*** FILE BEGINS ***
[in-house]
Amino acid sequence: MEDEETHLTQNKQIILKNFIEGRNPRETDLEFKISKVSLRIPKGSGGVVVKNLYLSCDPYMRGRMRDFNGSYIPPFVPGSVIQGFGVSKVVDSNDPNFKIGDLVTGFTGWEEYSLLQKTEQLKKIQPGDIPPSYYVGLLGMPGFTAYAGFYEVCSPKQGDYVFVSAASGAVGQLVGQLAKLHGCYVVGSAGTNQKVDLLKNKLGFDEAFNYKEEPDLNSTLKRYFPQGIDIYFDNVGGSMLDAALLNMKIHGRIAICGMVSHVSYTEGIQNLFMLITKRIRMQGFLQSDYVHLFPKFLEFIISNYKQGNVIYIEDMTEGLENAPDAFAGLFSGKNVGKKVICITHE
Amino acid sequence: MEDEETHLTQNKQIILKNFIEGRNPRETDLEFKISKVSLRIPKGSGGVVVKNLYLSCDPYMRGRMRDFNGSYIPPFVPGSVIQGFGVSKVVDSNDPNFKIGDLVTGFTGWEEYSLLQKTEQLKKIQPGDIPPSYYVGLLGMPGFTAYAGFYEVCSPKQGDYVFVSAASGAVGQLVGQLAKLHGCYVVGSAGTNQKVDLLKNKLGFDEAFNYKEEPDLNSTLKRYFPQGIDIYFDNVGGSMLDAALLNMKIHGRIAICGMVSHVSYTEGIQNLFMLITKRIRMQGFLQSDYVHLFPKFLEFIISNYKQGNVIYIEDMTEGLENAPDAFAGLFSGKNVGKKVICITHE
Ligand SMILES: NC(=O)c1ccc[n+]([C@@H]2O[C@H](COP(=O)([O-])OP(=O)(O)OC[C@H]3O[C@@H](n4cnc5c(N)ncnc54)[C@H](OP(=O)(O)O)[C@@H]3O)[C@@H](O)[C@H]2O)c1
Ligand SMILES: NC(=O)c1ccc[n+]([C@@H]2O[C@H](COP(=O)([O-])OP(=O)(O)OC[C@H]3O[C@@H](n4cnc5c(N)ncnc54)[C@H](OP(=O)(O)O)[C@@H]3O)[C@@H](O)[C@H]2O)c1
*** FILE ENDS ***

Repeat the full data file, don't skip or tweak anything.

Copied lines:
[in-house]
Amino acid sequence: MEDEETHLTQNKQIILKNFIEGRNPRETDLEFKISKVSLRIPKGSGGVVVKNLYLSCDPYMRGRMRDFNGSYIPPFVPGSVIQGFGVSKVVDSNDPNFKIGDLVTGFTGWEEYSLLQKTEQLKKIQPGDIPPSYYVGLLGMPGFTAYAGFYEVCSPKQGDYVFVSAASGAVGQLVGQLAKLHGCYVVGSAGTNQKVDLLKNKLGFDEAFNYKEEPDLNSTLKRYFPQGIDIYFDNVGGSMLDAALLNMKIHGRIAICGMVSHVSYTEGIQNLFMLITKRIRMQGFLQSDYVHLFPKFLEFIISNYKQGNVIYIEDMTEGLENAPDAFAGLFSGKNVGKKVICITHE
Amino acid sequence: MEDEETHLTQNKQIILKNFIEGRNPRETDLEFKISKVSLRIPKGSGGVVVKNLYLSCDPYMRGRMRDFNGSYIPPFVPGSVIQGFGVSKVVDSNDPNFKIGDLVTGFTGWEEYSLLQKTEQLKKIQPGDIPPSYYVGLLGMPGFTAYAGFYEVCSPKQGDYVFVSAASGAVGQLVGQLAKLHGCYVVGSAGTNQKVDLLKNKLGFDEAFNYKEEPDLNSTLKRYFPQGIDIYFDNVGGSMLDAALLNMKIHGRIAICGMVSHVSYTEGIQNLFMLITKRIRMQGFLQSDYVHLFPKFLEFIISNYKQGNVIYIEDMTEGLENAPDAFAGLFSGKNVGKKVICITHE
Ligand SMILES: NC(=O)c1ccc[n+]([C@@H]2O[C@H](COP(=O)([O-])OP(=O)(O)OC[C@H]3O[C@@H](n4cnc5c(N)ncnc54)[C@H](OP(=O)(O)O)[C@@H]3O)[C@@H](O)[C@H]2O)c1
Ligand SMILES: NC(=O)c1ccc[n+]([C@@H]2O[C@H](COP(=O)([O-])OP(=O)(O)OC[C@H]3O[C@@H](n4cnc5c(N)ncnc54)[C@H](OP(=O)(O)O)[C@@H]3O)[C@@H](O)[C@H]2O)c1